Mad River Path Board Member Dori Ross walking across the bridge next to the McCollough Barn into the Chase Brook Town Forest.

Between grassed pathways along active farms, boardwalks crossing beaver ponds, twisty single-track trails through the hills, and downtown sidewalks, the Mad River Path is as diverse as a trail network comes. The network is diverse as a necessity to connect the people and special places of the Mad River Valley, and to offer something for everyone whether you’re just beginning to walk or you want to access world class mountain biking. When considering the mission of the Mad River Path is to connect Warren to Moretown with one continuous public pathway, it becomes even clearer that the trail network needs to be flexible to achieve that goal.

The Mad River Path is purposely set up to cater to landowners who hold a variety of values and interests. For example, the path can skirt around the edge of a property. Privacy fences can be constructed, whether made of dense shrubs or beautiful wood. Although disappointing for some folks, it is sometimes necessary to prohibit dogs on a section. Some landowners choose to donate a permanent trail easement to the Mad River Path to protect it indefinitely. Other landowners allow the path or trail access based on a handshake or simple written agreement. In priority trail connection areas, the Mad River Path Board of Directors will choose to purchase a trail easement or parcel of land to enable a new path section—this is how Wait’s Way behind the Waitsfield Elementary School came to be.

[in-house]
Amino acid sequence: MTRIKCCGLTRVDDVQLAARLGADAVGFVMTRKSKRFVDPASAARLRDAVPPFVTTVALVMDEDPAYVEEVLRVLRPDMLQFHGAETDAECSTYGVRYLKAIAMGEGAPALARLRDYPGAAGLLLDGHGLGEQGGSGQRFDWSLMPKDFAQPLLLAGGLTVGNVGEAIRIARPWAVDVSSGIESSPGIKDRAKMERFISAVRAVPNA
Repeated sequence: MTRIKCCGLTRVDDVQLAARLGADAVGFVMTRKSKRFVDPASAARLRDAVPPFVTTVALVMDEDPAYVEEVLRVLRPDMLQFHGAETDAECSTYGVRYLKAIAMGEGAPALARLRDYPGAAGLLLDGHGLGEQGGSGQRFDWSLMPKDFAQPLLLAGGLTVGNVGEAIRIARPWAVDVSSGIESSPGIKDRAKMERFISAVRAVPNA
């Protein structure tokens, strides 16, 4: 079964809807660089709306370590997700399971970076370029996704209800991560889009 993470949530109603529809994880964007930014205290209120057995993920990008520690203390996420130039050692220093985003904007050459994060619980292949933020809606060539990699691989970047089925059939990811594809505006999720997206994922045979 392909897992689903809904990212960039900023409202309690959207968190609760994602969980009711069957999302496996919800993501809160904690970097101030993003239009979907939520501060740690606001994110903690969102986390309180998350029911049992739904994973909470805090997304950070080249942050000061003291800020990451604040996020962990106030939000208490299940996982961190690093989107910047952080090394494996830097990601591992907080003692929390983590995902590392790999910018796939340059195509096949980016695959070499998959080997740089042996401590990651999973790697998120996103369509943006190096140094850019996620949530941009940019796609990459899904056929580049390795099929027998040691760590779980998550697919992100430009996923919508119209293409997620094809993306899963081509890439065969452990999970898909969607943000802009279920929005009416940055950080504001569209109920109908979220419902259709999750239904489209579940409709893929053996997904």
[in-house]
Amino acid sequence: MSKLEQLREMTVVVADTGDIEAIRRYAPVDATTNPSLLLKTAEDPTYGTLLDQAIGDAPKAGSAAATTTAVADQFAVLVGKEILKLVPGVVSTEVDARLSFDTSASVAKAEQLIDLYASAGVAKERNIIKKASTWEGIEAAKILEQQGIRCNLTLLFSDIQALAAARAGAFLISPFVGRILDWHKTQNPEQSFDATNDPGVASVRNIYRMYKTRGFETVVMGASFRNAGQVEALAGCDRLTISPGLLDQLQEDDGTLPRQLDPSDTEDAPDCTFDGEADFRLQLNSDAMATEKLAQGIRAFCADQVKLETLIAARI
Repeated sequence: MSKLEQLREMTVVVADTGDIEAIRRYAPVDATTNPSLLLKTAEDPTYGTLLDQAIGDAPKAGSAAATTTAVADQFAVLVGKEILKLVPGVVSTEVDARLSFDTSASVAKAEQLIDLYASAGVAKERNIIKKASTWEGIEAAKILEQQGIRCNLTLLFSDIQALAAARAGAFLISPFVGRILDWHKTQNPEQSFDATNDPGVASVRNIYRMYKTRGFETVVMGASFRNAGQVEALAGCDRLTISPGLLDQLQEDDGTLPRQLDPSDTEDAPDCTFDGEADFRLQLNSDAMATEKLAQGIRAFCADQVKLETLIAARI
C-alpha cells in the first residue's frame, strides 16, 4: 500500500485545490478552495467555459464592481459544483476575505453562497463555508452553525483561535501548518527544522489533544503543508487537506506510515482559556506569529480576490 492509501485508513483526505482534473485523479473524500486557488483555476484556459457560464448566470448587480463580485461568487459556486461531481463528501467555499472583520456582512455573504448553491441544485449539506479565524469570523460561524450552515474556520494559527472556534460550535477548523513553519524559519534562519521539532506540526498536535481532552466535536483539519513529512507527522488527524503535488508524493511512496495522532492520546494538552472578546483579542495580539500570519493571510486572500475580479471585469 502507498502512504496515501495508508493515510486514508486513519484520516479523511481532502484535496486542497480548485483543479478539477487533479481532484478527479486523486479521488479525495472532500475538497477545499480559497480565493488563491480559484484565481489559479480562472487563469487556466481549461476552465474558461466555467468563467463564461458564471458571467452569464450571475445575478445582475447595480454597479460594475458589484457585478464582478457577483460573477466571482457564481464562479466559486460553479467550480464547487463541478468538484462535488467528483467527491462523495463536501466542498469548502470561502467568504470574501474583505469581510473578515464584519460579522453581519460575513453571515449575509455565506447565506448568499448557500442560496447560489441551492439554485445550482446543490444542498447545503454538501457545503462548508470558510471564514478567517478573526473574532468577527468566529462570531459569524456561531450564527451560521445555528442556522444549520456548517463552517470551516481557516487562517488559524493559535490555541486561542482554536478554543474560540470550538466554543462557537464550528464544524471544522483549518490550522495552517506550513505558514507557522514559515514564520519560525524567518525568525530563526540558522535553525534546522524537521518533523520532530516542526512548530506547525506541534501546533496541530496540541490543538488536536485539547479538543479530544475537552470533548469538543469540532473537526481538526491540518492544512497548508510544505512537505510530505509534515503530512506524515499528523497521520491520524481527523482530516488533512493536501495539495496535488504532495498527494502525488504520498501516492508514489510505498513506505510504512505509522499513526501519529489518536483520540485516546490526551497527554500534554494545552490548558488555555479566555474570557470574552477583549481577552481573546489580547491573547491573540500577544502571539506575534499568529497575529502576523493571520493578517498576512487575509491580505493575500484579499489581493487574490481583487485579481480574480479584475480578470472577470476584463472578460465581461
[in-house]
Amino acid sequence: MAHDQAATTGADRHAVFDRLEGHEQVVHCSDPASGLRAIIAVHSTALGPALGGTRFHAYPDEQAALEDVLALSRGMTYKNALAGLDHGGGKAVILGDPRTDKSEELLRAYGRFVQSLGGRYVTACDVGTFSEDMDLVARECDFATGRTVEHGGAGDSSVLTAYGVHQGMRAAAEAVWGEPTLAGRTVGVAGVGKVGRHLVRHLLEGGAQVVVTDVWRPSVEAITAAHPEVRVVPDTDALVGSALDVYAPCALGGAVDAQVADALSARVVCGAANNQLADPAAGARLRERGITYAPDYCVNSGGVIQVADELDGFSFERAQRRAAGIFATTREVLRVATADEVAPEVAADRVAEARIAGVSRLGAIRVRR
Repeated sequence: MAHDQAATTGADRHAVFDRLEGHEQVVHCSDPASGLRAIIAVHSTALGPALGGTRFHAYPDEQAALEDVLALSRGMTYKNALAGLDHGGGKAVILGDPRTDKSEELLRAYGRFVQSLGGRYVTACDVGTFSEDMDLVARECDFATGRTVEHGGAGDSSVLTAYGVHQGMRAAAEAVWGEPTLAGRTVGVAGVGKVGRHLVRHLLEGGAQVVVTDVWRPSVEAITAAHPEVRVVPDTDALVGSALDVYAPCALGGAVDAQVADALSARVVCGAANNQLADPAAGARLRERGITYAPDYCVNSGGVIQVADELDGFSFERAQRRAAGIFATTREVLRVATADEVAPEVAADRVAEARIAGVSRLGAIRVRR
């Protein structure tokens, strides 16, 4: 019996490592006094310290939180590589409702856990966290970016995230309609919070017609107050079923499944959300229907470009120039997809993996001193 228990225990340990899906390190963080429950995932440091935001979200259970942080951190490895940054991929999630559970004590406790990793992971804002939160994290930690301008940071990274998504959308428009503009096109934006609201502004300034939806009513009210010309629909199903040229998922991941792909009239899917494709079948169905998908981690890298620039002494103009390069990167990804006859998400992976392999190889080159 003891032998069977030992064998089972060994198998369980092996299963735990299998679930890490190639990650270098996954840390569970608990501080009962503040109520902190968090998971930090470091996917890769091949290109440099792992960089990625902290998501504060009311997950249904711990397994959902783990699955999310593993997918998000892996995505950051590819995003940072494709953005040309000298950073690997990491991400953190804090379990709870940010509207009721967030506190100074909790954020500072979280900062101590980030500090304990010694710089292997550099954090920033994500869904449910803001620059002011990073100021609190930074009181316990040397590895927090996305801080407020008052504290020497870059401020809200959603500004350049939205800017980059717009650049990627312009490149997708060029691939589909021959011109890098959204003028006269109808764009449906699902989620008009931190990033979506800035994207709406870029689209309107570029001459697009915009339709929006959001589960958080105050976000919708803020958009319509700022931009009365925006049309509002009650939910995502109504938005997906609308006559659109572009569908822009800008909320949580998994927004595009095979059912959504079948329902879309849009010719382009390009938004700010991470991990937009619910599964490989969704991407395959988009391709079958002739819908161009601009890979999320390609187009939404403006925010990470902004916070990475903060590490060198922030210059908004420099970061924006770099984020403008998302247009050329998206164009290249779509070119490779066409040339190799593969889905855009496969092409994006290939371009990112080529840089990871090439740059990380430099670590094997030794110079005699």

While the Mad River Path holds deep knowledge in all of the activities that people enjoy on the trail network, the organization depends on a diversity of partners to strengthen trail building, maintenance, outreach, and conservation. The Mad River Riders, for example, are masters at building and planning highly popular multi-use trails—they’re an important partner for connecting the valley’s trail networks and improving the ones enjoyed today. Friends of the Mad River are essential partners for ensuring that adequate thought is put into trail locations and designs that protect local waterways and wildlife. The Vermont Land Trust is responsible for conserving lands that host multiple path sections, the Chamber and business community help reach more people with messaging, and the Planning District plays an incredible organizing and coordinating role. The Recreation District helps fund many important projects. There are more Mad River Path partners who should be listed here, but the concept is clear that it takes a diverse array of people and organizations to make the Mad River Path a success.

What the next new sections of the Mad River Path will look like is still to be finalized, but what’s for certain is that the valley’s landowners and community members are the future of our region’s expanding and improving trail network. For more information about the Mad River Path and a trail map, visit

This was written by MRP Board Member, David Ellison, and Executive Director, Ross Saxton.